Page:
I am a hooker- a primitive rug hooker, that is. My latest rug is called Among the Fiddleheads.
“Do you like fiddleheads?” my brother asked when I sent him pictures of how the project was progressing.
“No”, I replied, “but I think they are one of the most beautiful things in nature.”
When creating a pattern for hooking, I sometimes do not know what the end result will be. That is a departure from my earlier work, but I am less uncomfortable with the unknown now which perhaps accounts for the difference in planning or lack there of, when it comes to creating anyway.
Among the Fiddleheads actually just started with a house, one of Deanne Fitzpatrick’s templates. There was a reason I chose this house. Its style is a common one found throughout rural Nova Scotia and New Brunswick; its characteristics always make me feel loved whenever I come across one, unexpectedly, on a beautiful road trip day.
The lines are simple and elegant, the color is often bold and its moldings become its outline on a clear day. Any way it’s colored, this house style speaks to me.
During the month of May, just passed, I engaged with my elementary students online, and one of our lessons was to create fiddleheads through simple drawings. Their classroom teachers shared videos about the wild, sometimes edible plant as well. It was a fun lesson. I even showed them how to make one out of pipe cleaners. I could have made a zillion of them.
It was a natural next step then to incorporate fiddleheads in my rug hooking. Their whimsy is perfect for my way of speaking.
In his poem “Fiddlehead Ferns”, parts of which I shared with my students during cyber learning, Matthew Dickman writes, “the fiddlehead turns on itself but only ever in love”.
And that is how I feel sometimes when the world, or at the very least, my world becomes too much. To protect myself, and my daughter, and our memories from another time, we need to close up tightly on occasion to feel the love from our other life.
Slowly the unfurling process will happen again. A gentle nudge from the spirits above often get us going again. Or the need to help others in pain.
I believe in signs and have a strong faith. I have seen the ways of Christ in so many people I have encountered and continue to meet. They are as comforting to me as my home. They act upon my own spirit in ways I find too difficult to explain, except to say that these signs are so powerful and yet manifest themselves in the simplest of ways.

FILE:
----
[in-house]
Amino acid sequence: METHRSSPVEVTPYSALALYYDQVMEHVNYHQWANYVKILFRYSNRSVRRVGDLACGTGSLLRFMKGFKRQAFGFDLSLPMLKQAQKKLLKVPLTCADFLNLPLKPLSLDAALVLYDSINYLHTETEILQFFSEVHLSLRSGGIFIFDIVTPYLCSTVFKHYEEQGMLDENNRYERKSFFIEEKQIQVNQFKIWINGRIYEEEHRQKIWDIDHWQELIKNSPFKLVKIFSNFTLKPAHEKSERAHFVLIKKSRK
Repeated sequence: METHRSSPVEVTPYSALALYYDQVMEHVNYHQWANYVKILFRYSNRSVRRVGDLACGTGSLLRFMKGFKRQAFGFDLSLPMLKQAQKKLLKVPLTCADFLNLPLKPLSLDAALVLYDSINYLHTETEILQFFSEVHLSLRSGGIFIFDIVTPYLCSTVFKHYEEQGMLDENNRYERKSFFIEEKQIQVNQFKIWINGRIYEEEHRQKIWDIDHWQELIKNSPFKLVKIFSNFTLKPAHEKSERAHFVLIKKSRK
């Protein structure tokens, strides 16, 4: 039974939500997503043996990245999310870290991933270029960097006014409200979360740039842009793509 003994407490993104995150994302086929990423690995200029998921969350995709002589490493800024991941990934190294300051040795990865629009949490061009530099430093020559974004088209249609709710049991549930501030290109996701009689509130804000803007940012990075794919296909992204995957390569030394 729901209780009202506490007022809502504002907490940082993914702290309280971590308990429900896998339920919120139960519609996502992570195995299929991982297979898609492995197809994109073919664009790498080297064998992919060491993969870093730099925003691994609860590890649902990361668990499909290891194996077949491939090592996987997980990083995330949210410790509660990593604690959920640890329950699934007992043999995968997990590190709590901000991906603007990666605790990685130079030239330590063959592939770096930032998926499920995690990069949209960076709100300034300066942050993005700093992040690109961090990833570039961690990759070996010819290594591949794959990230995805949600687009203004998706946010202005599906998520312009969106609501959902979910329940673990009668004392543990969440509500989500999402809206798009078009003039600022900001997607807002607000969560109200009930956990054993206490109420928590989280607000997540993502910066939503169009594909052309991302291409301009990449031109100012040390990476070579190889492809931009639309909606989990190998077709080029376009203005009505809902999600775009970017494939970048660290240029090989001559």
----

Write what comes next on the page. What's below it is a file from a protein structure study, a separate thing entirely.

An example? I received an email one day from a woman, a new acquaintance through Bea’s church youth group. She had left a book at my door that I was looking for, and just wanted to explain from where it had come.
She signed her communication with “go gently, Ann.”
Go gently? At first I experienced some feelings of paranoia. What had she been hearing, or possibly observing, in Bea?
But then I thought of the Huxley quote I like so much that talks of doing everything lightly, even the hardest things, and I got it. I understood.
And I realized, with her words, that I don’t want to do loud anymore. It has to be gentle and light, touched by those who know what it’s all about. Shabby and worn and loved. That doesn’t mean I cannot deal with the real world- hardly.
But, I am hopeful to have found my center, at least for the present. It involves a lot of observing and listening. And remembering. It’s breathing deeply and often creating. It is waiting on the big things to be absolutely sure, while taking care of the small things to keep it real.
So, among the fiddleheads I am unfurling slowly, mindful of my beautiful vulnerabilities that are really my strengths.
And recognizing those people and their actions, in real time and in hindsight, whose influences are so profound.